Sixty-first General Assembly: First Committee (Disarmament and International Security)

The First Committee, one of the main bodies of the General Assembly, enforces disarmament and the non-proliferation of weapons. In 2006, it made huge strides in international security when it adopted resolutions condemning surplus weapons stockpiles and agreeing on deeper international cooperation in the tracing of black market arms. It noted a serious deficit in international trust, especially on issues such as nuclear security. "In today's world, it is almost incomprehensible that conflicts can be solved without confidence-building measures", Committee Chairperson Mona Juul of Norway said, acknowledging that mutual mistrust among States often frustrates some of the Committee's best efforts. Particularly prominent during the 2006 debate was the Committee's unabashed condemnation of nuclear-weapons testing, specifically the one conducted by the Democratic People's Republic of Korea, which made headlines in October 2006. Many delegates also urged the universal acceptance of the Comprehensive Nuclear-Test-Ban Treaty. Acknowledging the many positive uses of nuclear energy, the Committee continued to defer all non-weapons matters to the International Atomic Energy Agency (IAEA), but stressed the need for a significant improvement in international nuclear transparency. It also approved resolutions affirming the objective of building nuclear-weapons-free zones in the Middle East and Central Asia.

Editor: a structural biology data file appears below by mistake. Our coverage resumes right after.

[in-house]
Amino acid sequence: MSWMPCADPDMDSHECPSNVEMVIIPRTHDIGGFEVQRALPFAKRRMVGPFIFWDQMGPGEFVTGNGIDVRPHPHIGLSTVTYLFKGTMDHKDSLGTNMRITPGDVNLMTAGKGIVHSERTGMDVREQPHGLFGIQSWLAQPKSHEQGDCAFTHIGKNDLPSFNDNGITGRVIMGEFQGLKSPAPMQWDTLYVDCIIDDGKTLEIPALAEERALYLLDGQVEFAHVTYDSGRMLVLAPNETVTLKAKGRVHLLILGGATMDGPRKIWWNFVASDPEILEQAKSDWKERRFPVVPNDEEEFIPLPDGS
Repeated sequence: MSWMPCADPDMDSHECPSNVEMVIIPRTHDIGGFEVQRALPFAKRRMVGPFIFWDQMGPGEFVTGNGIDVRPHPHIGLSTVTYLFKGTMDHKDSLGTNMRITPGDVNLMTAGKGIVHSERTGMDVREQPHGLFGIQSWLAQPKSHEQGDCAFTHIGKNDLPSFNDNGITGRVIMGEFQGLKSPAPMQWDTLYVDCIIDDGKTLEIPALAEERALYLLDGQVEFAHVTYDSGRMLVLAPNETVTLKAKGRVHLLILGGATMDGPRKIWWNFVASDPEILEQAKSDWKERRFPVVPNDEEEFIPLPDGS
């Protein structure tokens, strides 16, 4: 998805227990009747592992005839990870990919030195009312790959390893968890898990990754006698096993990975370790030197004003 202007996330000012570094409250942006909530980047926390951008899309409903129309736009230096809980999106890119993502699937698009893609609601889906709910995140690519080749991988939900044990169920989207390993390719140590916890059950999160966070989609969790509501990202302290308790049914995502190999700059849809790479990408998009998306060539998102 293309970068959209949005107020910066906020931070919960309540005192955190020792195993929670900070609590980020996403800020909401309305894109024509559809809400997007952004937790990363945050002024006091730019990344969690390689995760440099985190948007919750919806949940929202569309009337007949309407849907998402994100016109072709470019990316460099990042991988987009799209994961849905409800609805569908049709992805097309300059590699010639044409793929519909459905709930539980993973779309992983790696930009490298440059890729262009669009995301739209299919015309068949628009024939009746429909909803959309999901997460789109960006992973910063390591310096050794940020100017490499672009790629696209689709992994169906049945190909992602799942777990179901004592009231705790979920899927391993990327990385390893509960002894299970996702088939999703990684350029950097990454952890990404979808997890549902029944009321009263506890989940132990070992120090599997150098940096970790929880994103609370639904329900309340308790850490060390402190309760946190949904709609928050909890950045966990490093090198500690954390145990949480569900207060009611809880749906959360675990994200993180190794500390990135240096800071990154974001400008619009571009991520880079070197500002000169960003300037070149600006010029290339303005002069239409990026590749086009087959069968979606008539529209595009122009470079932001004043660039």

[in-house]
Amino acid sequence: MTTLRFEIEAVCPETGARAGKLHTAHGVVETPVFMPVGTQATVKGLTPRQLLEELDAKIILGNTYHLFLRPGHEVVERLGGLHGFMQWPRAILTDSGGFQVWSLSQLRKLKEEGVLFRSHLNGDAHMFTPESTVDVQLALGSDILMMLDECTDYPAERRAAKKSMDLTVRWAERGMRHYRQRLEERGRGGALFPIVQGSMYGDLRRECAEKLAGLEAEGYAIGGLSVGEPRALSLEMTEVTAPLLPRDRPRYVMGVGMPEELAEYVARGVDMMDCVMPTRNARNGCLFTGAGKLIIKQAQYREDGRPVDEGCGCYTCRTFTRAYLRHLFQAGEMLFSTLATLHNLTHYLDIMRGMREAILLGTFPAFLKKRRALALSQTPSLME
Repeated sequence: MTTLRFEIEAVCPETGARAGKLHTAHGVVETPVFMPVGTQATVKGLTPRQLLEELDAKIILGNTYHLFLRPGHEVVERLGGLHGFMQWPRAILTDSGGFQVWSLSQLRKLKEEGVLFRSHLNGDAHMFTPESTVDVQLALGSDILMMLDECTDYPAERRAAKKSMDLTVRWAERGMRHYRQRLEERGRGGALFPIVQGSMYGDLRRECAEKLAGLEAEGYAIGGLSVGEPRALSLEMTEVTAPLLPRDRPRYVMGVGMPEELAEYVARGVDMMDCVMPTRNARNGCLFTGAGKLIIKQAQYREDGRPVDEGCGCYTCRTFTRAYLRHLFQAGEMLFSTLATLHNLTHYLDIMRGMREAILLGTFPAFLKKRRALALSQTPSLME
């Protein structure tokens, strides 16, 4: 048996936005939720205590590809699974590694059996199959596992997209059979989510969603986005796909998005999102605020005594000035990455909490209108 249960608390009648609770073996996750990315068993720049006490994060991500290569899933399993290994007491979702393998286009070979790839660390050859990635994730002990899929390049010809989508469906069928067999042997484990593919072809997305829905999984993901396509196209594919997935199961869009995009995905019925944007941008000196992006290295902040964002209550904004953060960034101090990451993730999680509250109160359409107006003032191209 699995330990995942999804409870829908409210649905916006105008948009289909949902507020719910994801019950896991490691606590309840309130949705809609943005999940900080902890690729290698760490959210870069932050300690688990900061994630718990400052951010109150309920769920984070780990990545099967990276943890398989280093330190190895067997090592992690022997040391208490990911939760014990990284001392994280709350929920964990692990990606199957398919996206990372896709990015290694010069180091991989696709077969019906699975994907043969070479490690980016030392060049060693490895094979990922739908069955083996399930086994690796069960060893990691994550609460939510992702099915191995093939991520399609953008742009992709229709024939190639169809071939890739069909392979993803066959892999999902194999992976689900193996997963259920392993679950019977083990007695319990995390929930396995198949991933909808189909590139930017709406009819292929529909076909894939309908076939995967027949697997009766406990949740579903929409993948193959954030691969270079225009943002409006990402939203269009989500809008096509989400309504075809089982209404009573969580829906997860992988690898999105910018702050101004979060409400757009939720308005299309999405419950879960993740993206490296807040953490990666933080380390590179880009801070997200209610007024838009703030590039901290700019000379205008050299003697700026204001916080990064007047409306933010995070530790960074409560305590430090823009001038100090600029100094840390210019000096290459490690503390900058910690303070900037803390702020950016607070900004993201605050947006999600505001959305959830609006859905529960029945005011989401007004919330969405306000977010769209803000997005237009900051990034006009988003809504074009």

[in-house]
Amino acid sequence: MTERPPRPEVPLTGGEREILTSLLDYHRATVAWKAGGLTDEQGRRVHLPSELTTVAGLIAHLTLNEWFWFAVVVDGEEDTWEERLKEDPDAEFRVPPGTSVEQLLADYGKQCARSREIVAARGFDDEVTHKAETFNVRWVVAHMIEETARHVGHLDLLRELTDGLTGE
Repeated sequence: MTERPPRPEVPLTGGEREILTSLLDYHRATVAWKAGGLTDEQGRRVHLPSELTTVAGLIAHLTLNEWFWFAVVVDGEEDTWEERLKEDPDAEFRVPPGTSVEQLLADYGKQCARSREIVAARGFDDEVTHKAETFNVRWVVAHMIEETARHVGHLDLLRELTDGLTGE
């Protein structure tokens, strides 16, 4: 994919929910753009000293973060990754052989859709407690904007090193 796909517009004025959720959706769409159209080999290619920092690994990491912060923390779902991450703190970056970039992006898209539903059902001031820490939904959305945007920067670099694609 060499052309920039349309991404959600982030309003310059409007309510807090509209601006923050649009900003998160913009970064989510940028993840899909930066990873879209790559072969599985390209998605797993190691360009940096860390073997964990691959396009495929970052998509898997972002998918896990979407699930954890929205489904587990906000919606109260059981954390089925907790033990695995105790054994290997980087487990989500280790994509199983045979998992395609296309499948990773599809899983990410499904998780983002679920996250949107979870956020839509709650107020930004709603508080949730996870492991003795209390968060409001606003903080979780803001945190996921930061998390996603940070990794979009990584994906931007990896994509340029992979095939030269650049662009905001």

Tracing of Small and Light Weapons

The steel barrel is made in a deafening factory in Eastern Europe, its sleek casing fitted along an assembly line. A spinning cylinder and a spring trigger appear beside it; it is buffed, packed and closed into a box like thousands before it and thousands after. However, somewhere between its first march on the shoulder of a national guardsman and its final resting place, this weapon is likely to disappear. It will be repackaged and traded for cash, then travel over rugged dirt roads in the back of a truck, becoming one of the world's most dangerous commodities -- a silent, untraceable killer -- sold to the highest bidder.

In conflict zones around the world, weapons like this make strange bounty for local authorities and peacekeepers. Ranging from handguns to automatics and anti-tank guns, small arms and light weapons (SALW) are a major component of illicit armies and a main target for police. However, for peacekeepers and military officers, confiscating a stock of weapons is hardly a sustainable victory. For every Uzi found, hundreds more exist; and for every stockpile discovered, another will arrive on the black market.